The EU A.I. Act seeks democratic artificial intelligence control by involving open-source developers. As policymakers finalise the world’s first comprehensive A.I. regulation, responsible innovation and risk mitigation take centre stage.
The EU’s groundbreaking A.I. Act is set to revolutionise the regulation of artificial intelligence. EU policymakers are in the final stages of implementing the world’s first comprehensive framework for governing artificial intelligence. The forthcoming A.I. Act aims to shape A.I.’s global development, deployment, and regulation following the EU’s influential General Data Protection Regulation (GDPR). As the EU establishes itself as a leader in tech regulation, policymakers worldwide are taking notice, including open-source software developers.
The A.I. Act adopts a risk-based approach, setting requirements for A.I. systems in various sectors. Before deployment or sale, systems must meet criteria related to risk management, data transparency, documentation, oversight, and quality. Sensitive areas such as critical infrastructure and access to life opportunities in education and employment are classified as high-risk. Generative A.I., like ChatGPT, also falls within the Act’s scope, with provisions specifically addressing it. Negotiations among the EU Parliament, Council, and Commission are underway to finalise the law by year-end.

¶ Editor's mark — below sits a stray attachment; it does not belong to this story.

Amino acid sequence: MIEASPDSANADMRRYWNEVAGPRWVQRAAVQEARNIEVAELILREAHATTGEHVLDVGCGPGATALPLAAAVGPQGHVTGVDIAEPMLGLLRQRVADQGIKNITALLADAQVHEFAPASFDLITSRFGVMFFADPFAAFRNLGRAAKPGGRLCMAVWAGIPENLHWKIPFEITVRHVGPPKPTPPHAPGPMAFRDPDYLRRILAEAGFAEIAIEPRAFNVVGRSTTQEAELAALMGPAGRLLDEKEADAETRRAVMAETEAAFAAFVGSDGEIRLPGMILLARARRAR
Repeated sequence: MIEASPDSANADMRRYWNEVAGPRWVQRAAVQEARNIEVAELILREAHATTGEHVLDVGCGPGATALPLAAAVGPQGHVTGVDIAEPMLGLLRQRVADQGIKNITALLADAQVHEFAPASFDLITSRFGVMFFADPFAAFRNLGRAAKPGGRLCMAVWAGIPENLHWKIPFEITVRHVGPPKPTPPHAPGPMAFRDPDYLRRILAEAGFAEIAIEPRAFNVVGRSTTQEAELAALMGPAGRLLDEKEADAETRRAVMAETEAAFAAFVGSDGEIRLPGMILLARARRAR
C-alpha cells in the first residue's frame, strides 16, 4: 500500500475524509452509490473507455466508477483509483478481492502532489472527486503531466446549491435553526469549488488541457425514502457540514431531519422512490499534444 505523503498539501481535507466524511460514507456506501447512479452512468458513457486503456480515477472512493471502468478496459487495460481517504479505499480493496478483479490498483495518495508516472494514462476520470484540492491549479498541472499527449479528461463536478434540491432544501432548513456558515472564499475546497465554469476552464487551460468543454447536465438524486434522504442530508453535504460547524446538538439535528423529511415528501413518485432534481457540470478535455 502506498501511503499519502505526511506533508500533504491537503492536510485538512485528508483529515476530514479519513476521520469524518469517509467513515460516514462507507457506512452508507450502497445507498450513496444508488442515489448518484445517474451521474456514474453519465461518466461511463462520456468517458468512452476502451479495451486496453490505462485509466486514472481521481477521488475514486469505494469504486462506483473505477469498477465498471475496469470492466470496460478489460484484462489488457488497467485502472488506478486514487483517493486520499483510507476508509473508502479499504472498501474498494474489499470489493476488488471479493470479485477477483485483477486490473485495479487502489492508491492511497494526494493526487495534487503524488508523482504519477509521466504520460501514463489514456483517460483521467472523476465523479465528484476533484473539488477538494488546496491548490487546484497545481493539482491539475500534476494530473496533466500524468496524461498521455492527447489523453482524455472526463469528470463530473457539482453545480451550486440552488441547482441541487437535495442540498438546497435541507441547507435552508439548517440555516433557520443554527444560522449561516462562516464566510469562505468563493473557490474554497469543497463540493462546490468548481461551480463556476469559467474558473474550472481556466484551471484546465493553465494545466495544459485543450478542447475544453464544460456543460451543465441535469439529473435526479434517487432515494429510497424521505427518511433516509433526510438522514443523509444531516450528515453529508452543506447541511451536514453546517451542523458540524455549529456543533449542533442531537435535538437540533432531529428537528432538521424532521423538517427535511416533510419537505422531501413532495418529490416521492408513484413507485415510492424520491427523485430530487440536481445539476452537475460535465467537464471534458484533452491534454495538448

The Act acknowledges the value of responsible A.I. tools pioneered by the open-source community, including model cards and datasheets for datasets. Open-source developers are pivotal in driving A.I. innovation, maintaining essential frameworks like PyTorch and TensorFlow, and creating plugins for systems like ChatGPT.
Recognising the significance of open source innovation, the Parliament’s text includes a risk-based exemption for open-source developers, allowing collaboration and protection for developers incorporating open-source components. Compliance with best practices, such as model and data cards, is encouraged but falls on entities using open-source components. The Act’s provisions offer clarity for developers and should be part of the final law.
However, some aspects of the Act can be improved. Concerns arise regarding obligations for open-source developers, academics, and non-profits, particularly with requirements tailored for commercial products. As negotiations progress, it is crucial to calibrate requirements for foundation models based on risk levels and feasibility.
The impact of the EU’s A.I. regulations may extend beyond the single market, with other countries considering A.I. regulations. The EU’s experience can serve as an example, demonstrating how regulations can support open-source developers. U.S. Senate Majority Leader Schumer has unveiled a bipartisan framework for A.I. regulation, highlighting the need to include open-source developers in discussions.
Canada, too, is actively working on A.I. legislation with a risk-based approach that protects collaborative A.I. development.
As A.I. technology and policy continue to evolve globally, a risk-based approach facilitates responsible collaboration in A.I. development. The EU’s A.I. Act represents a significant step towards democratic artificial intelligence control, with open-source developers playing a crucial role. By recognising and supporting their contributions, the Act can shape responsible A.I. development and deployment in the EU and worldwide.